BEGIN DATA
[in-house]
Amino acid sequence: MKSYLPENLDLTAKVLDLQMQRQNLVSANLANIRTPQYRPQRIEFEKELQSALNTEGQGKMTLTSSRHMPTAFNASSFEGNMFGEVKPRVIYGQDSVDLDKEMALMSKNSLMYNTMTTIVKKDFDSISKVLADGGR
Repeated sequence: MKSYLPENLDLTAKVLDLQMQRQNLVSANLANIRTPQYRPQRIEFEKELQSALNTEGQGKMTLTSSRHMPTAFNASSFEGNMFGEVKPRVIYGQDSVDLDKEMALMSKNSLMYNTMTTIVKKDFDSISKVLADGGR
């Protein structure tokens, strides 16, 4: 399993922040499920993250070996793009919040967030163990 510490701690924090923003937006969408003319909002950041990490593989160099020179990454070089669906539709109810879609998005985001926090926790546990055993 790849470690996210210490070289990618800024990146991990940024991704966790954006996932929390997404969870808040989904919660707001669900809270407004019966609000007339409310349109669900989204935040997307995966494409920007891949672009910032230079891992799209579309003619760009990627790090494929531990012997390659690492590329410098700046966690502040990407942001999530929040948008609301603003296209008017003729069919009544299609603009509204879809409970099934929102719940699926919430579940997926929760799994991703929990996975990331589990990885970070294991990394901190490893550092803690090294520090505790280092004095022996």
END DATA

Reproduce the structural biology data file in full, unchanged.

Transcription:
[in-house]
Amino acid sequence: MKSYLPENLDLTAKVLDLQMQRQNLVSANLANIRTPQYRPQRIEFEKELQSALNTEGQGKMTLTSSRHMPTAFNASSFEGNMFGEVKPRVIYGQDSVDLDKEMALMSKNSLMYNTMTTIVKKDFDSISKVLADGGR
Repeated sequence: MKSYLPENLDLTAKVLDLQMQRQNLVSANLANIRTPQYRPQRIEFEKELQSALNTEGQGKMTLTSSRHMPTAFNASSFEGNMFGEVKPRVIYGQDSVDLDKEMALMSKNSLMYNTMTTIVKKDFDSISKVLADGGR
């Protein structure tokens, strides 16, 4: 399993922040499920993250070996793009919040967030163990 510490701690924090923003937006969408003319909002950041990490593989160099020179990454070089669906539709109810879609998005985001926090926790546990055993 790849470690996210210490070289990618800024990146991990940024991704966790954006996932929390997404969870808040989904919660707001669900809270407004019966609000007339409310349109669900989204935040997307995966494409920007891949672009910032230079891992799209579309003619760009990627790090494929531990012997390659690492590329410098700046966690502040990407942001999530929040948008609301603003296209008017003729069919009544299609603009509204879809409970099934929102719940699926919430579940997926929760799994991703929990996975990331589990990885970070294991990394901190490893550092803690090294520090505790280092004095022996």